Have you heard the tale of Akbar’s wise minister Birbal and his Birbal ki Khichdi? I grew up listening to bedtime stories about Akbar & Birbal. Birbal was a clever man, his wit and wisdom was well known in Akbar’s kingdom. He was Akbar’s advisor, he had a simple solution for every problem in the kingdom.
Birbal was the only one who could even teach the King a lesson when he was wrong just by using his wit. One such famous tale about Akbar is called “Birbal ki Khichdi”. This is how the story goes.
One day in winter, Akbar and Birbal were taking a morning walk by the lake, discussing some official matters. Suddenly the king slipped and lost his slipper in the lake. The water was cold that he squealed like a little girl and jumped out of the water. When Birbal giggled at this little mishap, the King, to mask his weakling reaction declared a public dare. Any man who would stand in knee deep water all night in this lake would be given a big reward from the King’s treasure.
A poor man, who needed money to get his three daughters married decided to accept the dare. On a winter evening, he stood all night in knee deep water in the lake to win this reward. When he came in front of the King to claim his reward, the King couldn’t accept his defeat and refused the prize claiming the man had cheated. Akbar said that there was a little lamp lit miles away, at a window in his palace. This man was warming himself up by looking at that lamp all night, and so was he did not deserve the prize.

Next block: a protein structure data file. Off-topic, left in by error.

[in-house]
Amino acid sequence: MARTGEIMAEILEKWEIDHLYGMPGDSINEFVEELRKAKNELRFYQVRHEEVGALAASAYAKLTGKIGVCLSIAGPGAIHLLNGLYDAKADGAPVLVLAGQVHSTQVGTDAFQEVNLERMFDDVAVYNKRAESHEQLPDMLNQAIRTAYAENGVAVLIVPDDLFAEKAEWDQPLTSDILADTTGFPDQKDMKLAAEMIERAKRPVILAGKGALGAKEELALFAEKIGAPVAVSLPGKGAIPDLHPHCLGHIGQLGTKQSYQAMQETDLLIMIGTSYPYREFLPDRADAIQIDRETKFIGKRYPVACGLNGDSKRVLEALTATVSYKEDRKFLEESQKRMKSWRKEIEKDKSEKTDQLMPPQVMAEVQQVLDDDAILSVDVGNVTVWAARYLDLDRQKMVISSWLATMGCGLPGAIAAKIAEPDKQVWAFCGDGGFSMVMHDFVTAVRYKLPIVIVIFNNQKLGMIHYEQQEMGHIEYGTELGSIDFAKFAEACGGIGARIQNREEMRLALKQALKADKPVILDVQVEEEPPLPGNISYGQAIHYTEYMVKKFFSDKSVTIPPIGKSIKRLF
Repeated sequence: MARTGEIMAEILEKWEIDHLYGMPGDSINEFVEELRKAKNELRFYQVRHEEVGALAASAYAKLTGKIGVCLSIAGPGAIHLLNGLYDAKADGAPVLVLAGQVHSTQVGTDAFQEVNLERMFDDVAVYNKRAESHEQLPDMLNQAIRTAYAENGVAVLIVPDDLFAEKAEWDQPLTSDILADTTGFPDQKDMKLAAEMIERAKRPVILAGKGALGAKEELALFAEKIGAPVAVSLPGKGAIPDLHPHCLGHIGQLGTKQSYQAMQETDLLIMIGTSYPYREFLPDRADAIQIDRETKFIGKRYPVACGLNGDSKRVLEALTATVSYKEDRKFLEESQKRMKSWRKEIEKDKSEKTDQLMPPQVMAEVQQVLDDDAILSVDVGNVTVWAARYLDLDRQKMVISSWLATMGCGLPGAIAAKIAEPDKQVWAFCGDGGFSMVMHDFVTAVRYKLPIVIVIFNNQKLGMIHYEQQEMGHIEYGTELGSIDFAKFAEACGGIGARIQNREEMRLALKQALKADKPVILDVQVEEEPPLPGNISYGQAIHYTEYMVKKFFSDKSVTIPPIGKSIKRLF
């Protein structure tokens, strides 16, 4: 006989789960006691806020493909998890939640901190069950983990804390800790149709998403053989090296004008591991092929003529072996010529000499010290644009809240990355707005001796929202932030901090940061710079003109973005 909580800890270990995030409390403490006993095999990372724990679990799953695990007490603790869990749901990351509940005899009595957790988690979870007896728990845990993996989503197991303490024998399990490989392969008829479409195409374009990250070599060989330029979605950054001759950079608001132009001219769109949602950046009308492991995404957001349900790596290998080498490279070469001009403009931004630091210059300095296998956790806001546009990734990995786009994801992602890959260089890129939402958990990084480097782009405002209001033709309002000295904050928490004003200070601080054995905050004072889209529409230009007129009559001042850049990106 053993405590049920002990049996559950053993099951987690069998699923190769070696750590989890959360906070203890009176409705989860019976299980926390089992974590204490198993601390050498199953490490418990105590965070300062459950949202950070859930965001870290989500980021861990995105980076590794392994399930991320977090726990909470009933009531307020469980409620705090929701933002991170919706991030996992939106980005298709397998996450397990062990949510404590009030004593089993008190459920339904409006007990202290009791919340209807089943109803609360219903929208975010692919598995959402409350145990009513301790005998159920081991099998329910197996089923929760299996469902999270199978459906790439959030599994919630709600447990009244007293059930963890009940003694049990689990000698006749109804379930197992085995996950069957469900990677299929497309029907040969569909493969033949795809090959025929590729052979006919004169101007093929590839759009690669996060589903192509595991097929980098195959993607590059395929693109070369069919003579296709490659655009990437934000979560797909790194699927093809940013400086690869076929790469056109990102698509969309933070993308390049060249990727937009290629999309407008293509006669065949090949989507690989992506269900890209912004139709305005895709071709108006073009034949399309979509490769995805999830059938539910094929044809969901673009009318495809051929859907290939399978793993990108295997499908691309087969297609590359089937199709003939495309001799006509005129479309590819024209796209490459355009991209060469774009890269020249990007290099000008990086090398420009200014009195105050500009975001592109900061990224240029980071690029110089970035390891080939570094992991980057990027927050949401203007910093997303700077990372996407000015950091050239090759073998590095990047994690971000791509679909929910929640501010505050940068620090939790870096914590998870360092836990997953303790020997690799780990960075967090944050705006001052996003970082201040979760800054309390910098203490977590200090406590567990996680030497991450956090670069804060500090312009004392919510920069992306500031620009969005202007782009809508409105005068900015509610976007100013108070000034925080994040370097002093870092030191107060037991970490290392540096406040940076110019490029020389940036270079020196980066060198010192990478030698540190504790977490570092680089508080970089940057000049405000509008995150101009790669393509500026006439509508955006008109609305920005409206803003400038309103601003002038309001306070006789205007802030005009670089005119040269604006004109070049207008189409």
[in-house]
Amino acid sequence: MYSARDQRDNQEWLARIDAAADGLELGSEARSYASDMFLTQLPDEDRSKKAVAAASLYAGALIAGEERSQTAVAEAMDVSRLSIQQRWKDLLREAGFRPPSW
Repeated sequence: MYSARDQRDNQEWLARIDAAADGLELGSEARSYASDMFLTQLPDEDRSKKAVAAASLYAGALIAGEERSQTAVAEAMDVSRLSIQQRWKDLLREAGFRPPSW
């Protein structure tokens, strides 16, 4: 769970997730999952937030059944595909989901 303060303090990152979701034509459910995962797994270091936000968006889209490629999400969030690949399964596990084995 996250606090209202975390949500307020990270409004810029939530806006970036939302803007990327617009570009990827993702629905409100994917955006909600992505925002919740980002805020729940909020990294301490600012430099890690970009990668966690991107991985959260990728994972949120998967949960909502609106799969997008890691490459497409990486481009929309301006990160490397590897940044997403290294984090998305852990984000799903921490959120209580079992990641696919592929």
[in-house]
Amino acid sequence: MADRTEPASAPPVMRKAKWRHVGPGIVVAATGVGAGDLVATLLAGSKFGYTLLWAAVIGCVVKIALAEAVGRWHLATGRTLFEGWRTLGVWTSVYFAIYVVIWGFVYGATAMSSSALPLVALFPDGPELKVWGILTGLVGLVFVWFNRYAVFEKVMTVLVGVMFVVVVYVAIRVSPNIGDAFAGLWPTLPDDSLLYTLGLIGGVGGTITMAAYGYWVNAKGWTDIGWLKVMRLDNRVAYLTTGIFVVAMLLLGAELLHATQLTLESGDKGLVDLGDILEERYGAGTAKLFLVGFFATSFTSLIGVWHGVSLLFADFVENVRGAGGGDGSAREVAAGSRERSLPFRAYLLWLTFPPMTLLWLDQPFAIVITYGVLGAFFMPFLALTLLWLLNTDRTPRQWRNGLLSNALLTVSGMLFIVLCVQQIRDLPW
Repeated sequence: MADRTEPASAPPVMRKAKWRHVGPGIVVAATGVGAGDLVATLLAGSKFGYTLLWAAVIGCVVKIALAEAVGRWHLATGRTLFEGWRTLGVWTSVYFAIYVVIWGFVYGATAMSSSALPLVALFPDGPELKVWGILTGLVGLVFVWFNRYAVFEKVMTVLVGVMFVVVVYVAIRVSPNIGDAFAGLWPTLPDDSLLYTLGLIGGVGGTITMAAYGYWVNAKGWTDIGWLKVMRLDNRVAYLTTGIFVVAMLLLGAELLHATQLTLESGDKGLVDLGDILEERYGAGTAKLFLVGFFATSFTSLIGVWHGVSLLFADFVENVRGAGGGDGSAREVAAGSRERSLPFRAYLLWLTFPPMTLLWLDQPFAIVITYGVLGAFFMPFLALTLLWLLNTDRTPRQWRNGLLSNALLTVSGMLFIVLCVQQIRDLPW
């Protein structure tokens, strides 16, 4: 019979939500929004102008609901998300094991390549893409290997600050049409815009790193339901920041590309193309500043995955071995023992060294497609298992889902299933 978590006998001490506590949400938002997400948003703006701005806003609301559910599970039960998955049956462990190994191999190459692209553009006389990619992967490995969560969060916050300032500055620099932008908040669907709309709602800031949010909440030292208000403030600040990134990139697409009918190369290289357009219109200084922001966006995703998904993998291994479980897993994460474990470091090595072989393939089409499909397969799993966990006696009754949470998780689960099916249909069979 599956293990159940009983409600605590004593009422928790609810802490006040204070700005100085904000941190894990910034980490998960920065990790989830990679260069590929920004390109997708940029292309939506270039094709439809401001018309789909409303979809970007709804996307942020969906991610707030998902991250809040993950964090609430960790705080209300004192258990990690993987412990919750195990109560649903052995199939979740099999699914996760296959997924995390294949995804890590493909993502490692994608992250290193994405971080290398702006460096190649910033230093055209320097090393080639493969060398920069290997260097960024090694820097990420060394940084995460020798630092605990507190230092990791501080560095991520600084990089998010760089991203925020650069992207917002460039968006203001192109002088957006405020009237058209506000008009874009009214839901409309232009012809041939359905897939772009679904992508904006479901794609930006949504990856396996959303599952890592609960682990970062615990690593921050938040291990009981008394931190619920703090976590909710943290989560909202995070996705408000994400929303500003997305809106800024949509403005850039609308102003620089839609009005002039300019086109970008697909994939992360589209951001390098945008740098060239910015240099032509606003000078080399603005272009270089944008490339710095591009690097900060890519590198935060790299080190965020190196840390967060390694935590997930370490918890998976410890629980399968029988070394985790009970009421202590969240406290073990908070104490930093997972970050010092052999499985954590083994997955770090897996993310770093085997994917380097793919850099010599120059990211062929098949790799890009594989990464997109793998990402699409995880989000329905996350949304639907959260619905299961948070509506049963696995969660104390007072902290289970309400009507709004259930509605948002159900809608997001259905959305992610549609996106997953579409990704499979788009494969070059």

The man hurt and helpless went away. Akbar was happy that he had outsmarted Birbal this time, and he wouldn’t have to pay the man. Birbal was not one to stand such injustice. He decided to teach Akbar a lesson.
The following day, Birbal did not come to the Darbar. He sent word to the King saying that he would come once he had cooked and eaten his Khichdi. When many hours passed Akbar felt angry and frustrated and decided to go by the lake himself, where Birbal was cooking this khichdi all morning. Akbar was shocked at what he saw.
Birbal had lit a small lamp on the ground and tied a pot of khichdi to a long bamboo over it. The bamboo was really long and it was impossible to cook the khichdi that way. Akbar frustrated to see this said to Birbal, “this is ridiculous Birbal! It is impossible to cook the khichdi from that far.”
Birbal smiled and said to Akbar, “Why my King? If an old man can warm himself with a little lamp far, far away, then why can’t my khichdi cook on this bamboo?”
Akbar realised his mistake right away, he smiled and agreed to pay the old man who had stood all night in the lake. And so, once again, Birbal saved the day.
Since the day I heard this story as a five year old, I’ve been fascinated by what Birbal ki Khichdi would taste like. Slow cooked, rich with lots of ghee, gooey and beautifully garnished for the King and his ministers. Here’s my recipe for Birbal ki Khichdi.
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